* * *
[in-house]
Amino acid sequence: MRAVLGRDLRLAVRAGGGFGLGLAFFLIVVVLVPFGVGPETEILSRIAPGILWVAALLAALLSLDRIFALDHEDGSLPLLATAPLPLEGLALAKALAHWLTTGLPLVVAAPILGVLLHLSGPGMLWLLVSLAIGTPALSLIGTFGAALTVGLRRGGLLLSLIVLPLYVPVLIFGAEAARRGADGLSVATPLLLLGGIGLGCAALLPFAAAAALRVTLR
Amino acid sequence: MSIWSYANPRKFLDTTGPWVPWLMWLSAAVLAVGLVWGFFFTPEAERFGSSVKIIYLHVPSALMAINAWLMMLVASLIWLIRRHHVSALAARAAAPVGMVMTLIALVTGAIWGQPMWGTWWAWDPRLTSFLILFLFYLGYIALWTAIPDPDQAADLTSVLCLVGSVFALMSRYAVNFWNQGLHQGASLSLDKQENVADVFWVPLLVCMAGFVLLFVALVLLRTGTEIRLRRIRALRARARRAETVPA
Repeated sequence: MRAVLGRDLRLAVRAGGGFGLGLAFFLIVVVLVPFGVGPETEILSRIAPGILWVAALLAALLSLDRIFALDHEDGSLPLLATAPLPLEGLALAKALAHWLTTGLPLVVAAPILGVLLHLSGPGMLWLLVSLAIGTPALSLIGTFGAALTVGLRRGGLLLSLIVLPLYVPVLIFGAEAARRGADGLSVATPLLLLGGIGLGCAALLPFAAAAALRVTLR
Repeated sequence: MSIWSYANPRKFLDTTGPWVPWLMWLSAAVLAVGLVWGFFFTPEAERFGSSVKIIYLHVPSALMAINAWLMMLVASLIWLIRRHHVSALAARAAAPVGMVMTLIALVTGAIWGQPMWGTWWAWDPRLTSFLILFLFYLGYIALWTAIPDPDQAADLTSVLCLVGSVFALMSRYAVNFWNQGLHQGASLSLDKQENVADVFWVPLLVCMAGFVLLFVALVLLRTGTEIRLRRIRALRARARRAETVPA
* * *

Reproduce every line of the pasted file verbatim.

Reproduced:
[in-house]
Amino acid sequence: MRAVLGRDLRLAVRAGGGFGLGLAFFLIVVVLVPFGVGPETEILSRIAPGILWVAALLAALLSLDRIFALDHEDGSLPLLATAPLPLEGLALAKALAHWLTTGLPLVVAAPILGVLLHLSGPGMLWLLVSLAIGTPALSLIGTFGAALTVGLRRGGLLLSLIVLPLYVPVLIFGAEAARRGADGLSVATPLLLLGGIGLGCAALLPFAAAAALRVTLR
Amino acid sequence: MSIWSYANPRKFLDTTGPWVPWLMWLSAAVLAVGLVWGFFFTPEAERFGSSVKIIYLHVPSALMAINAWLMMLVASLIWLIRRHHVSALAARAAAPVGMVMTLIALVTGAIWGQPMWGTWWAWDPRLTSFLILFLFYLGYIALWTAIPDPDQAADLTSVLCLVGSVFALMSRYAVNFWNQGLHQGASLSLDKQENVADVFWVPLLVCMAGFVLLFVALVLLRTGTEIRLRRIRALRARARRAETVPA
Repeated sequence: MRAVLGRDLRLAVRAGGGFGLGLAFFLIVVVLVPFGVGPETEILSRIAPGILWVAALLAALLSLDRIFALDHEDGSLPLLATAPLPLEGLALAKALAHWLTTGLPLVVAAPILGVLLHLSGPGMLWLLVSLAIGTPALSLIGTFGAALTVGLRRGGLLLSLIVLPLYVPVLIFGAEAARRGADGLSVATPLLLLGGIGLGCAALLPFAAAAALRVTLR
Repeated sequence: MSIWSYANPRKFLDTTGPWVPWLMWLSAAVLAVGLVWGFFFTPEAERFGSSVKIIYLHVPSALMAINAWLMMLVASLIWLIRRHHVSALAARAAAPVGMVMTLIALVTGAIWGQPMWGTWWAWDPRLTSFLILFLFYLGYIALWTAIPDPDQAADLTSVLCLVGSVFALMSRYAVNFWNQGLHQGASLSLDKQENVADVFWVPLLVCMAGFVLLFVALVLLRTGTEIRLRRIRALRARARRAETVPA